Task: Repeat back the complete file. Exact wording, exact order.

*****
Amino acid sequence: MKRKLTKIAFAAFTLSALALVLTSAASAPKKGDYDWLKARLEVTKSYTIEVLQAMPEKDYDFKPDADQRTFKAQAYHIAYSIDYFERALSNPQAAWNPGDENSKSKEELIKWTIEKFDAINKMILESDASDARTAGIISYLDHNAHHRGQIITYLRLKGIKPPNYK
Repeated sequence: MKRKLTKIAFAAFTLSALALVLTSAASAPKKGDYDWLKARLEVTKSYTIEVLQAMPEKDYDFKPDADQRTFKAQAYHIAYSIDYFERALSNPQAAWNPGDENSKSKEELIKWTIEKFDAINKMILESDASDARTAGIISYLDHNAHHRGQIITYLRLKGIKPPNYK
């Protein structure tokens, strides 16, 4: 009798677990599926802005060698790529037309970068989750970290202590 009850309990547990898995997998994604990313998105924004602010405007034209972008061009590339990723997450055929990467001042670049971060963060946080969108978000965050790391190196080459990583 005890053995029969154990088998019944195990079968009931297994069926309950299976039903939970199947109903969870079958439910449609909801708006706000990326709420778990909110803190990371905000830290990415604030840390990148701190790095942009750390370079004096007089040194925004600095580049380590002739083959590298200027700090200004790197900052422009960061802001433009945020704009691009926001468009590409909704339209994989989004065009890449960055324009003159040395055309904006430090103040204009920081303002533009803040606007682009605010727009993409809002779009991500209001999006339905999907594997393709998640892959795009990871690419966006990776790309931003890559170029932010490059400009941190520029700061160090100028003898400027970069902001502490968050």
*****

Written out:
Amino acid sequence: MKRKLTKIAFAAFTLSALALVLTSAASAPKKGDYDWLKARLEVTKSYTIEVLQAMPEKDYDFKPDADQRTFKAQAYHIAYSIDYFERALSNPQAAWNPGDENSKSKEELIKWTIEKFDAINKMILESDASDARTAGIISYLDHNAHHRGQIITYLRLKGIKPPNYK
Repeated sequence: MKRKLTKIAFAAFTLSALALVLTSAASAPKKGDYDWLKARLEVTKSYTIEVLQAMPEKDYDFKPDADQRTFKAQAYHIAYSIDYFERALSNPQAAWNPGDENSKSKEELIKWTIEKFDAINKMILESDASDARTAGIISYLDHNAHHRGQIITYLRLKGIKPPNYK
């Protein structure tokens, strides 16, 4: 009798677990599926802005060698790529037309970068989750970290202590 009850309990547990898995997998994604990313998105924004602010405007034209972008061009590339990723997450055929990467001042670049971060963060946080969108978000965050790391190196080459990583 005890053995029969154990088998019944195990079968009931297994069926309950299976039903939970199947109903969870079958439910449609909801708006706000990326709420778990909110803190990371905000830290990415604030840390990148701190790095942009750390370079004096007089040194925004600095580049380590002739083959590298200027700090200004790197900052422009960061802001433009945020704009691009926001468009590409909704339209994989989004065009890449960055324009003159040395055309904006430090103040204009920081303002533009803040606007682009605010727009993409809002779009991500209001999006339905999907594997393709998640892959795009990871690419966006990776790309931003890559170029932010490059400009941190520029700061160090100028003898400027970069902001502490968050």